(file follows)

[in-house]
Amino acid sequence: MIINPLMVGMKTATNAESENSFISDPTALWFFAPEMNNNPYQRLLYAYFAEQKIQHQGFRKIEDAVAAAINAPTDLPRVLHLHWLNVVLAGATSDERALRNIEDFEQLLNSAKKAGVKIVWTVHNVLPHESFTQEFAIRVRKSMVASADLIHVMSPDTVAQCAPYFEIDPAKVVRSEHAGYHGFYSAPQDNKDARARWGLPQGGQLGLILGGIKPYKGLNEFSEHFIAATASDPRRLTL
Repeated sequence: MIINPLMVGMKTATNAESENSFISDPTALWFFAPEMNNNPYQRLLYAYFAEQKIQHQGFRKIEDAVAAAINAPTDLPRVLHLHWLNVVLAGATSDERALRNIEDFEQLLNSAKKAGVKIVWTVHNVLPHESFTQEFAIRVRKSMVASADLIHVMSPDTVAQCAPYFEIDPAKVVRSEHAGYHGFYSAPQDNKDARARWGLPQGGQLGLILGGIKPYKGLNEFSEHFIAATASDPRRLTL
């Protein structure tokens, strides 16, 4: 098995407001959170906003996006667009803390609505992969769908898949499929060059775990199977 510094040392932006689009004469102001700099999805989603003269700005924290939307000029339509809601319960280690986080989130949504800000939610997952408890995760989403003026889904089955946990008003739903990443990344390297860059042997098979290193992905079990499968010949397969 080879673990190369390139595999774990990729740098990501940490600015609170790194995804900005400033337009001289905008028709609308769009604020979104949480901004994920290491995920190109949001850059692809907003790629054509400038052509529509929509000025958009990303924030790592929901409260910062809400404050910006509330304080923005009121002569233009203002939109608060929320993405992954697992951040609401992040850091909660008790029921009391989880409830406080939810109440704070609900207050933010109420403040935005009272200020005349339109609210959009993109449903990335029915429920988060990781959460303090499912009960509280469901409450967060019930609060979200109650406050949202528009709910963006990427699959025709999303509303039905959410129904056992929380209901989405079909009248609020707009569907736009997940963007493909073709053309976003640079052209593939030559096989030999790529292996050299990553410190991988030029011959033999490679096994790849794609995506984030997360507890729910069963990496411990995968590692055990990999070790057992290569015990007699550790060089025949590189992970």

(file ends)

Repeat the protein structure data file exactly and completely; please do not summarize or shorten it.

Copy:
[in-house]
Amino acid sequence: MIINPLMVGMKTATNAESENSFISDPTALWFFAPEMNNNPYQRLLYAYFAEQKIQHQGFRKIEDAVAAAINAPTDLPRVLHLHWLNVVLAGATSDERALRNIEDFEQLLNSAKKAGVKIVWTVHNVLPHESFTQEFAIRVRKSMVASADLIHVMSPDTVAQCAPYFEIDPAKVVRSEHAGYHGFYSAPQDNKDARARWGLPQGGQLGLILGGIKPYKGLNEFSEHFIAATASDPRRLTL
Repeated sequence: MIINPLMVGMKTATNAESENSFISDPTALWFFAPEMNNNPYQRLLYAYFAEQKIQHQGFRKIEDAVAAAINAPTDLPRVLHLHWLNVVLAGATSDERALRNIEDFEQLLNSAKKAGVKIVWTVHNVLPHESFTQEFAIRVRKSMVASADLIHVMSPDTVAQCAPYFEIDPAKVVRSEHAGYHGFYSAPQDNKDARARWGLPQGGQLGLILGGIKPYKGLNEFSEHFIAATASDPRRLTL
């Protein structure tokens, strides 16, 4: 098995407001959170906003996006667009803390609505992969769908898949499929060059775990199977 510094040392932006689009004469102001700099999805989603003269700005924290939307000029339509809601319960280690986080989130949504800000939610997952408890995760989403003026889904089955946990008003739903990443990344390297860059042997098979290193992905079990499968010949397969 080879673990190369390139595999774990990729740098990501940490600015609170790194995804900005400033337009001289905008028709609308769009604020979104949480901004994920290491995920190109949001850059692809907003790629054509400038052509529509929509000025958009990303924030790592929901409260910062809400404050910006509330304080923005009121002569233009203002939109608060929320993405992954697992951040609401992040850091909660008790029921009391989880409830406080939810109440704070609900207050933010109420403040935005009272200020005349339109609210959009993109449903990335029915429920988060990781959460303090499912009960509280469901409450967060019930609060979200109650406050949202528009709910963006990427699959025709999303509303039905959410129904056992929380209901989405079909009248609020707009569907736009997940963007493909073709053309976003640079052209593939030559096989030999790529292996050299990553410190991988030029011959033999490679096994790849794609995506984030997360507890729910069963990496411990995968590692055990990999070790057992290569015990007699550790060089025949590189992970």